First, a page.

Female Rebels: The Berber Women

Berbers are nomads who are distributed in the deserts of Northern Africa. They arrived  in the year 2000 BC, long before the Arabs had settled there. They were originally called “Amazigh“, which  translates into “free man“.  After the Greeks invaded their land, the term “Berber” was given to them which translates to “non-Greek“.

The Berbers are made up of several different ethnic groups and have endured many invasions from the Romans to the Arabs,  yet they have remained a strong unified force, through their language, traditions and heritage.

Berber women are strong women that we can think of as female rebels who continue to fight the stereotype, which was brought on by the Arab invasion (7th century CE) and the rise of Islam. The identity of a Berber woman is expressed through her artful clothing, which have extraordinary embroidery details. They also wear over- the- top ornate jewelry not only as an artistic expression but to convey a message of strength and symbolize their ethnic identity, which they are determined to preserve for the generations to come.

Berber jewelry from the Northern Sahara including chains, little bells, sleigh bells, coins, beads and huge earrings. 

Berber woman (south of Morocco) wearing a vibrant and colorful garment which was created from the Earth’s natural dyes .

Berber woman of North Africa covered in ornaments, colorful  tassels and bells . 

 

 

(photo by Rudolf Lehnert)

 

-Maie Zoheir

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SFK + MEREDITH WENDELL COLLABORATION

SFK & Meredith Wendell collaborated this season to create a collection of limited edition camera straps. Utilizing materials from past Meredith Wendell collections, the pieces feature pop-colored rope, Italian leather, chain, and genuine Scottish plaid. Styles are available for both small point-and-shoots and larger format cameras such as SLRS. Each is named after hiking destinations in Scotland and the southern U.S.A.They officially launched during NYFW Auntumn/Winter 2013. They are for sale HERE!

CASTLE HILL DELUXE

DEVIL’S TRAIL DELUXE

ARABIA ROCK MOUNTAIN DELUXE

RUBY RIVER SUPER DELUXE

SHINING ROCK SUPER DELUXE

YELLOW MOUNTAIN SUPER DELUXE

SOUTH COVER SUPER DELUXE

BLACK ROCK SUPER DELUXE

CALDERWOOD SUPER DELUXE


LADY HUNTER SUPER DELUXE

 

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We dig it, Purple Mag

Reporting from SFK headquarters: we want to share one of our favorite shoots of late. Entitled WOMEN POWERit was shot by Mel Bles and styled by Vanessa Reid. Click HERE! to see the rest of the S/S 2013- issue #19.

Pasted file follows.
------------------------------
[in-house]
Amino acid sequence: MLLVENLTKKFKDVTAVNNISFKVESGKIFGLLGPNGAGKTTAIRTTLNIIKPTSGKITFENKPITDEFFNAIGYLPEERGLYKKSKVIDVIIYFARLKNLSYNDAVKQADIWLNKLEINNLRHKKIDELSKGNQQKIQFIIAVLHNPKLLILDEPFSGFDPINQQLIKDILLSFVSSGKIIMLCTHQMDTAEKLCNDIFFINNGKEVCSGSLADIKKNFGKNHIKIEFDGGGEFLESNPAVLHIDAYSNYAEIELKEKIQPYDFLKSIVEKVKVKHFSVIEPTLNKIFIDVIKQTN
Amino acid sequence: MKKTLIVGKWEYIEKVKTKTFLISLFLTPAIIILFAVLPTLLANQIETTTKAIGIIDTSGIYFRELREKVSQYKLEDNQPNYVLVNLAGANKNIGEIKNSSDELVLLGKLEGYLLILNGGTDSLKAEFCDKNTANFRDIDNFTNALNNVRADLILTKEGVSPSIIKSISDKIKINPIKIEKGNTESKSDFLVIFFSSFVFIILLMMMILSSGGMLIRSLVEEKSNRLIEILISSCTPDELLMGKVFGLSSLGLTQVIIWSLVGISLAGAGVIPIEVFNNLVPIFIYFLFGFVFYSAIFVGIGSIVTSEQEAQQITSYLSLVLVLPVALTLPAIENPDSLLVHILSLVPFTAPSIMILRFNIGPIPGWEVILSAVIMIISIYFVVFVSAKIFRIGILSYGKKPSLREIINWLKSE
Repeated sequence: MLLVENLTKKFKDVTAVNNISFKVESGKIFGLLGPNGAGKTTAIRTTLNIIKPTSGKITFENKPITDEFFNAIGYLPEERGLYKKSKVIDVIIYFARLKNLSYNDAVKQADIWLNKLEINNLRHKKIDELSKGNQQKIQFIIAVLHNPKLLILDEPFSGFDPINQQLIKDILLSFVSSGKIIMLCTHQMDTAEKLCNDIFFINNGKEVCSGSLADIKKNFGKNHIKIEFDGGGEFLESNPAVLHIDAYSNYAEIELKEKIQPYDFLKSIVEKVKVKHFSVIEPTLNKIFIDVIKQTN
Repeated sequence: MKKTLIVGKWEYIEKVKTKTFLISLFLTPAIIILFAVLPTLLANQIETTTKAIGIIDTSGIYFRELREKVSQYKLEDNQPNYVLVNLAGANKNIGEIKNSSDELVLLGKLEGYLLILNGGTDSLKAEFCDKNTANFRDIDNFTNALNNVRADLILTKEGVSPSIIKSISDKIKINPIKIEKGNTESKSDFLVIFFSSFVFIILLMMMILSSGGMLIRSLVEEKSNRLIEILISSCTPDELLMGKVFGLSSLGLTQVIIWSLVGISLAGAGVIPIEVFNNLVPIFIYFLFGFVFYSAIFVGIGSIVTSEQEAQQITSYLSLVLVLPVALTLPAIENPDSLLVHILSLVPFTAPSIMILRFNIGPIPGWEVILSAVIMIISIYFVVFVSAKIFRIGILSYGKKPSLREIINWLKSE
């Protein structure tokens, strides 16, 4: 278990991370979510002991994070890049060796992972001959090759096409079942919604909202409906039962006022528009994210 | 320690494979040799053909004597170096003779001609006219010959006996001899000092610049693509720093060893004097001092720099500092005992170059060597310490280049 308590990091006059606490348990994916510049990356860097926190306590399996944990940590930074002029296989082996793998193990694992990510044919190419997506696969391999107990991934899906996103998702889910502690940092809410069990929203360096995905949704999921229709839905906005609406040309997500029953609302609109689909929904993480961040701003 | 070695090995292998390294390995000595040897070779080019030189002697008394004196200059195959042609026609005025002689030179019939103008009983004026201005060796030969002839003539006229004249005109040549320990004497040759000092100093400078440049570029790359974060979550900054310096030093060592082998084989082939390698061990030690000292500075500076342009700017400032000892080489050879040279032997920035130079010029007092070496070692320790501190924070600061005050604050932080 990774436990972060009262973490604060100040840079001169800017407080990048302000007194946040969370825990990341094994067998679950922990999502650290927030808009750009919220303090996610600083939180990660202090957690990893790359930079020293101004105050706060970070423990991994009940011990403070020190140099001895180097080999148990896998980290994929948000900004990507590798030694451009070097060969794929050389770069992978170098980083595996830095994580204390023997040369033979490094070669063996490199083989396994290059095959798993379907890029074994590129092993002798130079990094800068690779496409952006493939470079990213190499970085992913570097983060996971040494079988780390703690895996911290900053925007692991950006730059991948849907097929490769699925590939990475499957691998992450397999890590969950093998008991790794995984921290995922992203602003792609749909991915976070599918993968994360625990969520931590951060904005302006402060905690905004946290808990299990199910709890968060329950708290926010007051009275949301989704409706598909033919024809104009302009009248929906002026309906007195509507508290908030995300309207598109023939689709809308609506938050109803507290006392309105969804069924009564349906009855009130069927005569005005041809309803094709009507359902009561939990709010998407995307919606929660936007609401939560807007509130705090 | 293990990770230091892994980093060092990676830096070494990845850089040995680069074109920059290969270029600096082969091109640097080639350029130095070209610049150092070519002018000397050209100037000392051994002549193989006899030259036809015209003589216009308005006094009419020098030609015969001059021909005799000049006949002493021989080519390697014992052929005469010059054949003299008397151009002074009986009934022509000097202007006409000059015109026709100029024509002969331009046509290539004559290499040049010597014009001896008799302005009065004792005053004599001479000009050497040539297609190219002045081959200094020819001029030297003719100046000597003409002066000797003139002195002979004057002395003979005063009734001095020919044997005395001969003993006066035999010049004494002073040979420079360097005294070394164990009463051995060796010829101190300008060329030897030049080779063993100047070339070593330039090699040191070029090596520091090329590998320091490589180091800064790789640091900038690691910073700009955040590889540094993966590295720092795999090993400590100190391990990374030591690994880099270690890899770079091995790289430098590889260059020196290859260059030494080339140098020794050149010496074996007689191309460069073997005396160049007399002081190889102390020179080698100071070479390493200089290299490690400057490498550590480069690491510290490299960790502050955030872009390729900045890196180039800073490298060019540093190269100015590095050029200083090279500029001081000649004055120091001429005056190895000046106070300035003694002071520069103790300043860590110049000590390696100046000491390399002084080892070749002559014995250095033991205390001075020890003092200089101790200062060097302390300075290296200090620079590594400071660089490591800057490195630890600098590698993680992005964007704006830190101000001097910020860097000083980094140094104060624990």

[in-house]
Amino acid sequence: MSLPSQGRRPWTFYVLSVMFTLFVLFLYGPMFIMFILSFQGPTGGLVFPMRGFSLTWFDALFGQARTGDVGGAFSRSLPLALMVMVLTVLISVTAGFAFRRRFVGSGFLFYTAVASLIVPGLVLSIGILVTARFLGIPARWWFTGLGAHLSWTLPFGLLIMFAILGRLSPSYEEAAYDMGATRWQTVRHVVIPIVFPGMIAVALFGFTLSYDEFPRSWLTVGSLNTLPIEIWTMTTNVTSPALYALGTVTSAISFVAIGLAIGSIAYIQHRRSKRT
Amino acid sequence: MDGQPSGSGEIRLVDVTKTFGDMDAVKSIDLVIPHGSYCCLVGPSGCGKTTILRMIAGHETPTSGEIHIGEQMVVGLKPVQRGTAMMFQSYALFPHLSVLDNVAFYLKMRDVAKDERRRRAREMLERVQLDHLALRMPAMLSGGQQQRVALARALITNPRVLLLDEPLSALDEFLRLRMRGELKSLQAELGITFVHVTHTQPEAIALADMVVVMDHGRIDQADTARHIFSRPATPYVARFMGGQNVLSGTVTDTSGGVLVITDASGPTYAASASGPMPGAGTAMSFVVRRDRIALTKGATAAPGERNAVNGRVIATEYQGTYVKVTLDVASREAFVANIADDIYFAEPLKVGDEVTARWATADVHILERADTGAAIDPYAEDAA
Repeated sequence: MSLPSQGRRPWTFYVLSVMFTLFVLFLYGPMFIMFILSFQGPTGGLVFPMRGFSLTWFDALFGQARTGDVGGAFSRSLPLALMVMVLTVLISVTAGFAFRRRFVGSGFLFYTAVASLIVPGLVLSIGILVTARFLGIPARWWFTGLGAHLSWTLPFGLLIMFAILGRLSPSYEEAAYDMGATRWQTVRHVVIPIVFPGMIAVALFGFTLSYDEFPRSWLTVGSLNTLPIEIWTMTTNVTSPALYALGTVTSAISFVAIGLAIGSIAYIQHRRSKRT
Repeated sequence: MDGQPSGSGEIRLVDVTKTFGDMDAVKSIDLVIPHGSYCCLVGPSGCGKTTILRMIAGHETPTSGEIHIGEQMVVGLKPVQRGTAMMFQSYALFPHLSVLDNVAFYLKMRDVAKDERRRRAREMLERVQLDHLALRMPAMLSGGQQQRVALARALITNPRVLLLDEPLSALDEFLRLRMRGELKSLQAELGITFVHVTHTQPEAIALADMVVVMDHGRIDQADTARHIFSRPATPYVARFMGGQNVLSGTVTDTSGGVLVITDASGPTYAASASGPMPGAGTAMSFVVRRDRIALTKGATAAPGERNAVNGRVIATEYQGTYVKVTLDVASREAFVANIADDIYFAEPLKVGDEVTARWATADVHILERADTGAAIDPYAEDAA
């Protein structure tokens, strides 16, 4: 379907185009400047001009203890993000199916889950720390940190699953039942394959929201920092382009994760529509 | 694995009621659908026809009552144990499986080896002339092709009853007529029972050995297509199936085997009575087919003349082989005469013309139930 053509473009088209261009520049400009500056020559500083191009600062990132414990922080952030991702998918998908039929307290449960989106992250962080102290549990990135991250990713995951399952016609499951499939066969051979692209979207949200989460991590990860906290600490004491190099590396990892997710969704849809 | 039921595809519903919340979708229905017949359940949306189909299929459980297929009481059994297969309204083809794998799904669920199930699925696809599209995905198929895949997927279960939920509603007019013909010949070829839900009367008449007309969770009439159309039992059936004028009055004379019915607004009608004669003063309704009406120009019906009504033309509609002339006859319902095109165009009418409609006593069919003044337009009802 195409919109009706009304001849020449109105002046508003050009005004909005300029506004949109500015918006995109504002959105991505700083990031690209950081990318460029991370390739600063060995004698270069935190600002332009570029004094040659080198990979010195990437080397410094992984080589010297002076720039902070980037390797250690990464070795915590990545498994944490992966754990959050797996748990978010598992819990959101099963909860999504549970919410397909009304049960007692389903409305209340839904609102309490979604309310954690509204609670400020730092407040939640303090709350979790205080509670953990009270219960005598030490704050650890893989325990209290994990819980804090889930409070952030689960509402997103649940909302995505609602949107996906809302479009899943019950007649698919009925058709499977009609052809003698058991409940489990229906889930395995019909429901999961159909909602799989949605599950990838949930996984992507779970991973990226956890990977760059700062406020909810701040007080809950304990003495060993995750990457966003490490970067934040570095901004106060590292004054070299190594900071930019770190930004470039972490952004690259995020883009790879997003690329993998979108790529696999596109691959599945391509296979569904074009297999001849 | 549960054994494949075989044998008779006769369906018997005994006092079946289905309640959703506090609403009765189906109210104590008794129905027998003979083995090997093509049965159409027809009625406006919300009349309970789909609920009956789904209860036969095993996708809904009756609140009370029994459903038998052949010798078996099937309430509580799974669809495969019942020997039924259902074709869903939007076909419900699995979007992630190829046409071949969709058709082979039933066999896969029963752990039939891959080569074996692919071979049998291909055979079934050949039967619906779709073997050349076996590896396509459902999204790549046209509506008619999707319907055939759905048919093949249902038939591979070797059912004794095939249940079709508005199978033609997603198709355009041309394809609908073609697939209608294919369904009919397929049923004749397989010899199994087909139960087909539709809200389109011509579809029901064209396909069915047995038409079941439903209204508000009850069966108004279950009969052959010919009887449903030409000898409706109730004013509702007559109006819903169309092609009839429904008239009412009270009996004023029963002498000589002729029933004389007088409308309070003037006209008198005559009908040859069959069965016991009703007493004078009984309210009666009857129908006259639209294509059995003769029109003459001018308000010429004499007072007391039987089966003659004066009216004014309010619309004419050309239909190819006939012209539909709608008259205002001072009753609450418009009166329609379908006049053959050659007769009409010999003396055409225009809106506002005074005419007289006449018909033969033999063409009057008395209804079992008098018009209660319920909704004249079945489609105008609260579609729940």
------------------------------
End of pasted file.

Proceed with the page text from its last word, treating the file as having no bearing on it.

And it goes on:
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JACQUELINE DI MILIA Q & A

Next up in the SFK online gallery is NY/LA based Jacqueline Di Milia . Check it out HERE and discover more below…

(Self portrait by JDM with her Mamiya camera and an SFK + Meredith Wendell strap) 

Please tell us a bit about this group of work?

This is a mix of a body of work I call Moon Gardens and other personal work that is casually shot. The Moon Gardens, which is a on-going body of work, has never necessarily been intended to exclusively stand alone – but it’s technique is why I consider it a project of it’s own. They are landscapes collaged, layered, or manipulated all in camera on film. The prints aren’t digitally manipulated. I think the other images still build into saying a similar thing, even though they aren’t made the same way as the Moon Gardens.

Where did you shoot?

The photographs were shot in a myriad of places that, for the most part, I travelled to with the intent of shooting. Some of the images are less planned, and often shot when with friends or at home.

The larger ongoing body of work includes images shot anywhere from Big Sur, Palm Springs, Tulum, Yosemite, Los Angeles, Zion.

What kind of camera do you use?

I shoot 99% of my personal work on film cameras. I own two Mamiya’s which do most of the work, and a 35mm Nikon thats as heavy as a brick.

This year I finally broke down and bought my first serious digital SLR. Though I would use them for work, I just avoided buying my own for a long time.

 What are you reading these days? 

Well, I’m usually reading something super nerdy and scientific base, a piece of fiction, and then there are the things I read religiously. I just finished this great book Mind, Life, and Universe: Conversations with Great Scientists of our Time. Its a collection of conversations with greatly influential scientists. It pieces things about the bigger picture together without stating that as an intent. The Varieties of Scientific Experience by Carl Sagan is next. I don’t have a piece of fiction picked out yet – but I am always reading poetry by Richard Brautigan and Carlos Williams Carlos. All of these things have a good deal of influence on my work.

 Oh and what is the mystery bug in that image?

It’s a Phidippus Johnsoni – or a red back jumping spider.

I got into spiders when I first started living out in Los Angeles. There were so many everywhere, and so many varieties. Previously, I had been bitten by a brown recluse so I kind of have a thing about maintaining good spider karma. Which involves not killing them and respecting their space.

http://jacquelinedimilia.com/

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